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Russian carrier rockets: from transporting astronauts to commercial launches

December 23, 2014, 15:30 UTC+3
New Russian heavy rocket was successfully test-launched from the Plesetsk space center on December 23
1 pages in this article
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New Russian heavy rocket Angara was successfully test-launched from the Plesetsk space center on December 23. Photo: Launch of Angara-A5 heavy booster
New Russian heavy rocket Angara was successfully test-launched from the Plesetsk space center on December 23. Photo: Launch of Angara-A5 heavy booster
New Russian heavy rocket Angara was successfully test-launched from the Plesetsk space center on December 23. Photo: Launch of Angara-A5 heavy booster
© Russia's Defence Ministry press service/TASS
Angara family rockets are able to put from 3,8 to 24,5 tonnes into low Earth orbit. Photo: Angara heavy-lift launch vehicle at the Khrunichev State Research and Production Space Center
Angara family rockets are able to put from 3,8 to 24,5 tonnes into low Earth orbit. Photo: Angara heavy-lift launch vehicle at the Khrunichev State Research and Production Space Center
Angara family rockets are able to put from 3,8 to 24,5 tonnes into low Earth orbit. Photo: Angara heavy-lift launch vehicle at the Khrunichev State Research and Production Space Center
© ITAR-TASS/Anton Tushin
Various Angara rockets are developed - one light-class, three medium-class and five heavy-class space vehicles. The light-class model was tested on June 27, 2014. After tests, Russia plans to launch space vehicles of all types from its territory and ensure independent guaranteed access to space
Various Angara rockets are developed - one light-class, three medium-class and five heavy-class space vehicles. The light-class model was tested on June 27, 2014. After tests, Russia plans to launch space vehicles of all types from its territory and ensure independent guaranteed access to space
Various Angara rockets are developed - one light-class, three medium-class and five heavy-class space vehicles. The light-class model was tested on June 27, 2014. After tests, Russia plans to launch space vehicles of all types from its territory and ensure independent guaranteed access to space
© ITAR-TASS/Anton Novoderezhkin
At present time Russia can launch heavy satellites only aboard Proton rockets from Baikonur, which it leases from Kazakhstan. Photo: Proton-M rocket at the Baikonur Cosmodrome
At present time Russia can launch heavy satellites only aboard Proton rockets from Baikonur, which it leases from Kazakhstan. Photo: Proton-M rocket at the Baikonur Cosmodrome
At present time Russia can launch heavy satellites only aboard Proton rockets from Baikonur, which it leases from Kazakhstan. Photo: Proton-M rocket at the Baikonur Cosmodrome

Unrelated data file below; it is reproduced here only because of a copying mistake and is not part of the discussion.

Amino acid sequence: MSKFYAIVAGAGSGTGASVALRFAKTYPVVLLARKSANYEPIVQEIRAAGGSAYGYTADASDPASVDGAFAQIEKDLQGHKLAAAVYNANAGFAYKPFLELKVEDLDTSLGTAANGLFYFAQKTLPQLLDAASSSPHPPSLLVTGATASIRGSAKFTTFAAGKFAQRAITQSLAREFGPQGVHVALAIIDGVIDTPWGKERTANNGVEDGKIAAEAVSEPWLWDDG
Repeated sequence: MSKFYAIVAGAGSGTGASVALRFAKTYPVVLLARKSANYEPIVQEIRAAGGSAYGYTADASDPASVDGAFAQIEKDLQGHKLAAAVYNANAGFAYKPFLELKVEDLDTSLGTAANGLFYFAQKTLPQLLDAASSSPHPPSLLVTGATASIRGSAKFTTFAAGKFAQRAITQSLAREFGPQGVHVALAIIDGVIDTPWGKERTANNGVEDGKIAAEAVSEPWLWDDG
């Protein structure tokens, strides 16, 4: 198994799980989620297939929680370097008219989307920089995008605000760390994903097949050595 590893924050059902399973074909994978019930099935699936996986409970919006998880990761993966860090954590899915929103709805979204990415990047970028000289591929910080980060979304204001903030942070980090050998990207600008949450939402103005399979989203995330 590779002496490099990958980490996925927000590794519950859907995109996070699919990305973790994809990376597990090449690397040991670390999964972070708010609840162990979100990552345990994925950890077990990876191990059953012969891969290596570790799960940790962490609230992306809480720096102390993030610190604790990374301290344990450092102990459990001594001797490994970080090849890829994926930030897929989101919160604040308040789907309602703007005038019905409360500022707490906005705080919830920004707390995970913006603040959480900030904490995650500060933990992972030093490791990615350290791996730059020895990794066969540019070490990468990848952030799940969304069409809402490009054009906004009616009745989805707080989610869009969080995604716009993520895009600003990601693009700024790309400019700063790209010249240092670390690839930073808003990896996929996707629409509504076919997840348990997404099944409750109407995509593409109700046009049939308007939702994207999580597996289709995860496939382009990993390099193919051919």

© ITAR-TASS/Oleg Urusov
All Protons are built at the Khrunichev plant in Moscow. The latest version is the Proton M, which can place up to 22 tonnes in low Earth orbit. Photo: Proton-M rocket being transported to the launch pad at Baikonur Cosmodrome, Kazakhstan
All Protons are built at the Khrunichev plant in Moscow. The latest version is the Proton M, which can place up to 22 tonnes in low Earth orbit. Photo: Proton-M rocket being transported to the launch pad at Baikonur Cosmodrome, Kazakhstan
All Protons are built at the Khrunichev plant in Moscow. The latest version is the Proton M, which can place up to 22 tonnes in low Earth orbit. Photo: Proton-M rocket being transported to the launch pad at Baikonur Cosmodrome, Kazakhstan
© ITAR-TASS/Oleg Urusov
Proton is widely used for launches of commercial satellites. Photo: The final preparations for launch of the Proton-M booster with American AMC-23 telecommunication satellite
Proton is widely used for launches of commercial satellites. Photo: The final preparations for launch of the Proton-M booster with American AMC-23 telecommunication satellite
Proton is widely used for launches of commercial satellites. Photo: The final preparations for launch of the Proton-M booster with American AMC-23 telecommunication satellite
© ITAR-TASS/Sergei Kazak
According to the European Space Agency, the most frequently used launch vehicle in the world is Soyuz. Photo: Soyuz-FG rocket booster and Soyuz TMA-11M spaceship launch with the Olympic torch on board at the Baikonur Cosmodrome
According to the European Space Agency, the most frequently used launch vehicle in the world is Soyuz. Photo: Soyuz-FG rocket booster and Soyuz TMA-11M spaceship launch with the Olympic torch on board at the Baikonur Cosmodrome
According to the European Space Agency, the most frequently used launch vehicle in the world is Soyuz. Photo: Soyuz-FG rocket booster and Soyuz TMA-11M spaceship launch with the Olympic torch on board at the Baikonur Cosmodrome
© ITAR-TASS/Mikhail Pochuyev
Soyuz rockets are the only providers of transport for astronauts at the International Space Station. Photo: Sochi Winter Olympic Games branded Soyuz FG rocket booster